June 7, 2019: Facebook stops letting Huawei preinstall its apps, and Google reportedly warns the Trump administration that its Huawei ban creates a national security risk. Also, Huawei CFO Meng Wanzhou’s extradition hearing is set for January 2020.

June 6, 2019: Russian telecom agrees to let Huawei develop country’s 5G network, while China gives Huawei a boost by issuing 5G licenses.

June 5, 2019: Huawei chairman says company would sign a “no-spy” deal with US.

June 4, 2019: Huawei trade secrets trial reportedly kicks off in Texas.

June 3, 2019: Science publisher IEEE reverses its week-old ban on Huawei scientists reviewing technical papers.

June 2, 2019: Huawei reportedly strips back production of phones amid US crackdown.

Honor 9X is the last Huawei phone to use AndroidSee all photos

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May 31, 2019: Huawei reportedly orders employees to cancel US meetings, mirrors Consumer Technology Association’s criticism of Trump’s plans to impose higher tariffs on imported Mexican goods.

May 30, 2019: Huawei membership restored by SD Association and Wi-Fi Alliance, while it quietly launches its 5G lab in the shadow of the US ban. Also, its wearables shipments quadruple in first quarter.

May 29, 2019: Huawei asks court to rule US ban unconstitutional.

May 28, 2019: Huawei reportedly plans to bring OS to China later this year, internationally in 2020.

May 26, 2019: Huawei’s founder says he’d “be the first to protest” if China retaliated against Apple.

May 24, 2019: Huawei’s operating system may be called “Hongmeng,” while Amazon Japan reportedly stops selling its devices.

May 23, 2019: US reportedly accuses Huawei of lying about Chinese ties.

May 22, 2019: Chip designer Arm ditches Huawei, while Mate 20 X gets dropped from UK 5G launch.

May 21, 2019: Huawei reportedly wants its app store to compete with Google’s.

May 20, 2019: Huawei gets a temporary reprieve from the US trade ban, prompting Google to revive work temporarily.

May 19, 2019: Google cuts off Huawei phones from future Android updates.

May 16, 2019: Huawei says US ban will ‘significantly harm’ American jobs and companies.

May 15, 2019: Trump effectively bans Huawei with a national security order.

May 8, 2019: 5G rollout may face a delay in UK over Huawei investigations.

May 3, 2019: Countries draft 5G security proposals as the US warns again of Huawei’s threat.

May 2, 2019: A Huawei leak prompts the sacking of UK defense minister Gavin Williamson.

May 1, 2019: Huawei hits 50% growth in phone sales and reportedly has an 8K 5G TV in the works for later this year.

April 30, 2019: Vodafone found hidden backdoors in Huawei equipment, according to a report.

April 24, 2019: Britain will reportedly allow Huawei limited access to 5G infrastructure. Several days later, China pushes Britain to let Huawei be part of 5G rollout.

April 21, 2019: The CIA reportedly says Huawei is funded by Chinese state security.

April 11, 2019: Google and Huawei will pay Nexus 6P owners for bootloop issues in class-action lawsuit.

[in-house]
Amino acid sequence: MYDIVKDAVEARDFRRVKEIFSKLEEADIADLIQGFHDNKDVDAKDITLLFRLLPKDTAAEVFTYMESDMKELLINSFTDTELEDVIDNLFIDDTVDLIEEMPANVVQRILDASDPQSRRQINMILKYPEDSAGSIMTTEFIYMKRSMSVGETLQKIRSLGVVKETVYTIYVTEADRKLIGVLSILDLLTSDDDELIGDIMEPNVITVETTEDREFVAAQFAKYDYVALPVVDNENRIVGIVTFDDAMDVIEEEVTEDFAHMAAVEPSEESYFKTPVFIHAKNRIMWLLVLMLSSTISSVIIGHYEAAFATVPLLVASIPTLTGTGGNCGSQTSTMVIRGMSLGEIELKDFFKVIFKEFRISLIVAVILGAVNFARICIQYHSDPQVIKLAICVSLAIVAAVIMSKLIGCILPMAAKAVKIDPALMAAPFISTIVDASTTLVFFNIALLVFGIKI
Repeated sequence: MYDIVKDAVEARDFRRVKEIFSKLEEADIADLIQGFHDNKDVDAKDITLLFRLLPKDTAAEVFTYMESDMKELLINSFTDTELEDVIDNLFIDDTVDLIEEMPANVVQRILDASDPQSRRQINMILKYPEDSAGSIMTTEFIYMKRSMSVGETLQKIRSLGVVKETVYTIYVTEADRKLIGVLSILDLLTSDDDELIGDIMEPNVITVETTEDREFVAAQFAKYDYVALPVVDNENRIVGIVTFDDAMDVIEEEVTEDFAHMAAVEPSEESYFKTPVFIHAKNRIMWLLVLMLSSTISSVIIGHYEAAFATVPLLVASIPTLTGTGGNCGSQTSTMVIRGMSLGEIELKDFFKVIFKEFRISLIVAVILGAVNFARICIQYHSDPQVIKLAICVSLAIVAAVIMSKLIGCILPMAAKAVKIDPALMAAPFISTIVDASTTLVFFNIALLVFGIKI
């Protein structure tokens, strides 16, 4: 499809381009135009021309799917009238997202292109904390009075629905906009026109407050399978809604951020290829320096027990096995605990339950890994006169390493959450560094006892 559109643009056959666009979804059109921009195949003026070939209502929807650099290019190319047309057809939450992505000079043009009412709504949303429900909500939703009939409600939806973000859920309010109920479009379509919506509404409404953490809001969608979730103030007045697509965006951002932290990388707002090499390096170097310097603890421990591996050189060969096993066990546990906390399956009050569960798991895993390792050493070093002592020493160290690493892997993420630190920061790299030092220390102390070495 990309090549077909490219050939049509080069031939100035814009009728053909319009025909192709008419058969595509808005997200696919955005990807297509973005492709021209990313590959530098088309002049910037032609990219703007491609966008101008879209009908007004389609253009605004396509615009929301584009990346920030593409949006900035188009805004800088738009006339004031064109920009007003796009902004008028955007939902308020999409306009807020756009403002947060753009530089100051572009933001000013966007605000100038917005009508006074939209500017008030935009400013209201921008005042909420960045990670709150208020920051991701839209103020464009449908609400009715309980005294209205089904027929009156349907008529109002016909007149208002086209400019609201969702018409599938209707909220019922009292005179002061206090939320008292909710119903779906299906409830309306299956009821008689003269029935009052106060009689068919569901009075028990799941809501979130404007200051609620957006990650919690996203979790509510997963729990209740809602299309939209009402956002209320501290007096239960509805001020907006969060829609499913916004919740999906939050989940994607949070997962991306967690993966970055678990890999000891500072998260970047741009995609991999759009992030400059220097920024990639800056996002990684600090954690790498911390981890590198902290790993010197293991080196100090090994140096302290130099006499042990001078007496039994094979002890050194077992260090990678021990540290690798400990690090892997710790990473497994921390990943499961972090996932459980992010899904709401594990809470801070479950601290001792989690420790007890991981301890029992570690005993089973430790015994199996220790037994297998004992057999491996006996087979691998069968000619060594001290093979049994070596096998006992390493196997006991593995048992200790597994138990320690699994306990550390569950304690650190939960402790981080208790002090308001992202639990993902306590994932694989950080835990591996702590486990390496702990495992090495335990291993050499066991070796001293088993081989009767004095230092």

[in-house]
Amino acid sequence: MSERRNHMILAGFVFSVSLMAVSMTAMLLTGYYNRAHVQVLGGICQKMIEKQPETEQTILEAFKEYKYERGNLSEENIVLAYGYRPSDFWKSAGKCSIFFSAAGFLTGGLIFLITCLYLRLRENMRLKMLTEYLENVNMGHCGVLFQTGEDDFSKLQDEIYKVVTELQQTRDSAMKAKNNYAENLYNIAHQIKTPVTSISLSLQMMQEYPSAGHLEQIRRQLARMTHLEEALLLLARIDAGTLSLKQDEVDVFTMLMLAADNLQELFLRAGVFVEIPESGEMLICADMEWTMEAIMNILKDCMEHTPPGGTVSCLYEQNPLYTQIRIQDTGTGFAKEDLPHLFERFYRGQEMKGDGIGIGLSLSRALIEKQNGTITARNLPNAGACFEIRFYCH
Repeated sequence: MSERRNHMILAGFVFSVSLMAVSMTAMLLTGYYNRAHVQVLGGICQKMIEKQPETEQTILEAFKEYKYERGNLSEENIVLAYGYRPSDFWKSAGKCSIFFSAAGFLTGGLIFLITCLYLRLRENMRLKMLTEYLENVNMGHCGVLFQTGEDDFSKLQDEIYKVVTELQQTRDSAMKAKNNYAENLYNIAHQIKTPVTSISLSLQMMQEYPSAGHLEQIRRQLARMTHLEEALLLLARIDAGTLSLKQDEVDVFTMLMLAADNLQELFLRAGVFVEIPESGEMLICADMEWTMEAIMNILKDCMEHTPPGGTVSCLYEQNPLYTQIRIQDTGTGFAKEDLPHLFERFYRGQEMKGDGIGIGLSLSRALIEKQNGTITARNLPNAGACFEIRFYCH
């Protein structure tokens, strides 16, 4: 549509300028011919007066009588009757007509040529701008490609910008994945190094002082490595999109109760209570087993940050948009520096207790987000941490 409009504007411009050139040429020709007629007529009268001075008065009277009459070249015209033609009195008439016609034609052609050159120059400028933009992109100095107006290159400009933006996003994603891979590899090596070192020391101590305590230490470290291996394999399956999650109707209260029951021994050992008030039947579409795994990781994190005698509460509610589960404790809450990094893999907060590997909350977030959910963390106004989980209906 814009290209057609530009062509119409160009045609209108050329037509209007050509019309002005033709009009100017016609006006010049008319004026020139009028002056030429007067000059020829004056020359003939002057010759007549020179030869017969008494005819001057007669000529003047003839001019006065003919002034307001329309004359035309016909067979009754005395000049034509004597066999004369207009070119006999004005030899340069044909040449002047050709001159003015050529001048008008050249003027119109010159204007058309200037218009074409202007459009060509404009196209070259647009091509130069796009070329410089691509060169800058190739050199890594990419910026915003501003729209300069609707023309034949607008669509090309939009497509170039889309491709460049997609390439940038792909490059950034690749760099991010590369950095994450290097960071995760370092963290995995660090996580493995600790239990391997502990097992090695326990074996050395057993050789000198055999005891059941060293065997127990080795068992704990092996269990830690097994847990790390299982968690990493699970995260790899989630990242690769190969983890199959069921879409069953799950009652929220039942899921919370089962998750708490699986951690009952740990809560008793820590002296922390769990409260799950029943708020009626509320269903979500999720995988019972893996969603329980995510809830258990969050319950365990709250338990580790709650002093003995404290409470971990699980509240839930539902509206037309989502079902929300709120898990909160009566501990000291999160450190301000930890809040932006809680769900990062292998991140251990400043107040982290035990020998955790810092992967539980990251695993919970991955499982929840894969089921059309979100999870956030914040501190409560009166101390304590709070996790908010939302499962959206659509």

April 9, 2019: The US reportedly no longer demands a Huawei ban in Germany.

April 8, 2019: Huawei is “open” to selling its 5G chips to Apple, says report.

April 4, 2019: Huawei sets new goals to overtake Samsung and Apple, and MIT severs links with Huawei and ZTE due to US investigations.

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March 29, 2019: Huawei slams US for having “a loser’s attitude” because its tech can’t compete.

March 28, 2019: British watchdog warns that Huawei products represent “significantly increased risk.”

March 26, 2019: Huawei launches the P30 and P30 Pro in Paris.

March 19, 2019: Angela Merkel pushes back against US pressure to bar Huawei from Germany’s 5G rollout.

March 15, 2019: Huawei’s CFO wanted to quit before arrest, according to the company’s founder.

March 14, 2019: Huawei is developing its own OS in case it can’t use Android or Windows, report says.

March 12, 2019: US reportedly tells Germany to drop Huawei or it’ll limit intelligence sharing. The Huawei Mate 20 hits 10 million shipped.

March 8, 2019: Huawei sues the US government over its equipment ban.

March 5, 2019: Huawei reportedly calls for international cybersecurity standards.

March 1, 2019: An extradition hearing for Huawei’s CFO gets the go-ahead from Canada, and the US warns the Philippines against using Huawei 5G gear.

Now playing:Watch this: Huawei shows off new laptop, speaker and tablet for Europe

Feb. 28, 2019: Chinese kids literally sing Huawei’s praises in surreal video.

Feb. 26, 2019: Samsung and Huawei settle 2-year-old patent dispute.

Feb. 25, 2019: Huawei could face a solar tech ban in the US.

Feb. 24, 2019: Huawei unveils the Mate X foldable phone.

Feb. 22, 2019: Italian politicians reportedly push for Huawei 5G ban.

Feb. 21, 2019: Secretary of State Mike Pompeo says countries using Huawei tech pose a risk to the US.

Feb. 20-21, 2019: Ren Zhengfei says that the arrest of his daughter, the company’s CFO, was “politically motivated and that the US treats 5G like “military” tech.

Feb. 19, 2019: Ren tells the BBC “there’s no way the US can crush us.”

Feb. 17, 2019: The UK reportedly concludes that using Huawei in 5G is a manageable risk.

Feb. 6, 2019: US State Department discourages European countries from using Huawei equipment in their 5G rollouts.

Feb. 4, 2019: A report says the FBI raided a Huawei lab and set up a CES sting. Also, two of the company’s staff were expelled from Denmark after a work permit inspection.

The charges unsealed today clearly allege that Huawei intentionally conspired to steal the intellectual property of an American company.
FBI Director Christopher Wray, Jan. 29, 2019

Jan. 30, 2019: Qualcomm reaches an interim licensing agreement with Huawei.

Jan. 29, 2019: US hammers Huawei with 23 indictments for alleged trade secret theft and fraud.